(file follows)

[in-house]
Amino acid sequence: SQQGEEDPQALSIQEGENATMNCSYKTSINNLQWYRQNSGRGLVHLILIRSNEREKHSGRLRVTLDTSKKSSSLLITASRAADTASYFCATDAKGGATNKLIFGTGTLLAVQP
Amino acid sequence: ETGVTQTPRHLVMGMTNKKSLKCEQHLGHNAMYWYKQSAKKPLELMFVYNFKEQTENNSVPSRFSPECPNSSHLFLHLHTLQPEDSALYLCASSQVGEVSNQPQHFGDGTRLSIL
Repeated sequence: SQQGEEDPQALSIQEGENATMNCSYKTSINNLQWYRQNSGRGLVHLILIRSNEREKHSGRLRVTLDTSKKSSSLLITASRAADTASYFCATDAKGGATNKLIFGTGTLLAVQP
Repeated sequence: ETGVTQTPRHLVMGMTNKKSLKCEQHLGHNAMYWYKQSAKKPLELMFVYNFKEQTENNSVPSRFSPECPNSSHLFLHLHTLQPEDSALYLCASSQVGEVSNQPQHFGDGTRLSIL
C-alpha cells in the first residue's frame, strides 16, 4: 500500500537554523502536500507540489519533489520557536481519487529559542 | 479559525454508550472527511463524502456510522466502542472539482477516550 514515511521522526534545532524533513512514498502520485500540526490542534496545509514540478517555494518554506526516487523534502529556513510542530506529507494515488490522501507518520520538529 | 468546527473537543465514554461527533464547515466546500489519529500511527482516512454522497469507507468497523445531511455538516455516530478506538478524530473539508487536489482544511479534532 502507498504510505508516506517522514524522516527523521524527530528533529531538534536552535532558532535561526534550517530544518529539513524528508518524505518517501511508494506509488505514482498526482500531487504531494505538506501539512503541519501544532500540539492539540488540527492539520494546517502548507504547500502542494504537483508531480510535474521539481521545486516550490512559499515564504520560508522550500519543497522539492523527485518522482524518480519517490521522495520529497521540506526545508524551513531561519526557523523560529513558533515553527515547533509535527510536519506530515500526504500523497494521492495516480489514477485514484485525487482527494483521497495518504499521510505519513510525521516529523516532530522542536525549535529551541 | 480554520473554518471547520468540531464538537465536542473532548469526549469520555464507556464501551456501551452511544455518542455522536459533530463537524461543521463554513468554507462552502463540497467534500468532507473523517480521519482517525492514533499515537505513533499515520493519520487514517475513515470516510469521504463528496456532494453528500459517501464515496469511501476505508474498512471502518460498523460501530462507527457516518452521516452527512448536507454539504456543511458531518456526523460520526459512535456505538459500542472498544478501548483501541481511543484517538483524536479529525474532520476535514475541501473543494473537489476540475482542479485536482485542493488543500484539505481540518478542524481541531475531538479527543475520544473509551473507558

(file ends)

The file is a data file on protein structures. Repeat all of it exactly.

[in-house]
Amino acid sequence: SQQGEEDPQALSIQEGENATMNCSYKTSINNLQWYRQNSGRGLVHLILIRSNEREKHSGRLRVTLDTSKKSSSLLITASRAADTASYFCATDAKGGATNKLIFGTGTLLAVQP
Amino acid sequence: ETGVTQTPRHLVMGMTNKKSLKCEQHLGHNAMYWYKQSAKKPLELMFVYNFKEQTENNSVPSRFSPECPNSSHLFLHLHTLQPEDSALYLCASSQVGEVSNQPQHFGDGTRLSIL
Repeated sequence: SQQGEEDPQALSIQEGENATMNCSYKTSINNLQWYRQNSGRGLVHLILIRSNEREKHSGRLRVTLDTSKKSSSLLITASRAADTASYFCATDAKGGATNKLIFGTGTLLAVQP
Repeated sequence: ETGVTQTPRHLVMGMTNKKSLKCEQHLGHNAMYWYKQSAKKPLELMFVYNFKEQTENNSVPSRFSPECPNSSHLFLHLHTLQPEDSALYLCASSQVGEVSNQPQHFGDGTRLSIL
C-alpha cells in the first residue's frame, strides 16, 4: 500500500537554523502536500507540489519533489520557536481519487529559542 | 479559525454508550472527511463524502456510522466502542472539482477516550 514515511521522526534545532524533513512514498502520485500540526490542534496545509514540478517555494518554506526516487523534502529556513510542530506529507494515488490522501507518520520538529 | 468546527473537543465514554461527533464547515466546500489519529500511527482516512454522497469507507468497523445531511455538516455516530478506538478524530473539508487536489482544511479534532 502507498504510505508516506517522514524522516527523521524527530528533529531538534536552535532558532535561526534550517530544518529539513524528508518524505518517501511508494506509488505514482498526482500531487504531494505538506501539512503541519501544532500540539492539540488540527492539520494546517502548507504547500502542494504537483508531480510535474521539481521545486516550490512559499515564504520560508522550500519543497522539492523527485518522482524518480519517490521522495520529497521540506526545508524551513531561519526557523523560529513558533515553527515547533509535527510536519506530515500526504500523497494521492495516480489514477485514484485525487482527494483521497495518504499521510505519513510525521516529523516532530522542536525549535529551541 | 480554520473554518471547520468540531464538537465536542473532548469526549469520555464507556464501551456501551452511544455518542455522536459533530463537524461543521463554513468554507462552502463540497467534500468532507473523517480521519482517525492514533499515537505513533499515520493519520487514517475513515470516510469521504463528496456532494453528500459517501464515496469511501476505508474498512471502518460498523460501530462507527457516518452521516452527512448536507454539504456543511458531518456526523460520526459512535456505538459500542472498544478501548483501541481511543484517538483524536479529525474532520476535514475541501473543494473537489476540475482542479485536482485542493488543500484539505481540518478542524481541531475531538479527543475520544473509551473507558